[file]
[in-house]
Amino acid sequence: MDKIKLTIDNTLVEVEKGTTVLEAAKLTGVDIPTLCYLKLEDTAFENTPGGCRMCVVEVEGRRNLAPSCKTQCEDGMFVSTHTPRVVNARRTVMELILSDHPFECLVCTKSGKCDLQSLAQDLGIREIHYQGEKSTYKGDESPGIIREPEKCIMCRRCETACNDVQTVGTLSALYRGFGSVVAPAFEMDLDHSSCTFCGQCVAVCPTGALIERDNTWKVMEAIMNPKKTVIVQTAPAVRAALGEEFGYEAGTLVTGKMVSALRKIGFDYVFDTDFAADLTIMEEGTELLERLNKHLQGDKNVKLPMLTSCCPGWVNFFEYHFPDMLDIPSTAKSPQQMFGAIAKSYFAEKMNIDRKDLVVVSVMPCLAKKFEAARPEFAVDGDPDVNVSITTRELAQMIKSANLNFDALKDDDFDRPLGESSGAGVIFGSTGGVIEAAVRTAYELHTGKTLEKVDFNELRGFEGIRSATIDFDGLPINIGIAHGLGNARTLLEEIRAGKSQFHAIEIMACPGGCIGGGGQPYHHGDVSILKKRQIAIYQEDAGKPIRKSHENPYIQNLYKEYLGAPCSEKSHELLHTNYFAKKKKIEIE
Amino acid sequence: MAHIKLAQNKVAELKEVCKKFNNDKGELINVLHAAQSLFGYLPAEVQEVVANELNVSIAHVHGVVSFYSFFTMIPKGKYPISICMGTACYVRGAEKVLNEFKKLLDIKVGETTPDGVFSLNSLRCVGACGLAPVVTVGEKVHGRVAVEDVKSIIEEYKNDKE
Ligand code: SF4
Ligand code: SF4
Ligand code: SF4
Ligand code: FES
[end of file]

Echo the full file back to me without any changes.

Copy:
[in-house]
Amino acid sequence: MDKIKLTIDNTLVEVEKGTTVLEAAKLTGVDIPTLCYLKLEDTAFENTPGGCRMCVVEVEGRRNLAPSCKTQCEDGMFVSTHTPRVVNARRTVMELILSDHPFECLVCTKSGKCDLQSLAQDLGIREIHYQGEKSTYKGDESPGIIREPEKCIMCRRCETACNDVQTVGTLSALYRGFGSVVAPAFEMDLDHSSCTFCGQCVAVCPTGALIERDNTWKVMEAIMNPKKTVIVQTAPAVRAALGEEFGYEAGTLVTGKMVSALRKIGFDYVFDTDFAADLTIMEEGTELLERLNKHLQGDKNVKLPMLTSCCPGWVNFFEYHFPDMLDIPSTAKSPQQMFGAIAKSYFAEKMNIDRKDLVVVSVMPCLAKKFEAARPEFAVDGDPDVNVSITTRELAQMIKSANLNFDALKDDDFDRPLGESSGAGVIFGSTGGVIEAAVRTAYELHTGKTLEKVDFNELRGFEGIRSATIDFDGLPINIGIAHGLGNARTLLEEIRAGKSQFHAIEIMACPGGCIGGGGQPYHHGDVSILKKRQIAIYQEDAGKPIRKSHENPYIQNLYKEYLGAPCSEKSHELLHTNYFAKKKKIEIE
Amino acid sequence: MAHIKLAQNKVAELKEVCKKFNNDKGELINVLHAAQSLFGYLPAEVQEVVANELNVSIAHVHGVVSFYSFFTMIPKGKYPISICMGTACYVRGAEKVLNEFKKLLDIKVGETTPDGVFSLNSLRCVGACGLAPVVTVGEKVHGRVAVEDVKSIIEEYKNDKE
Ligand code: SF4
Ligand code: SF4
Ligand code: SF4
Ligand code: FES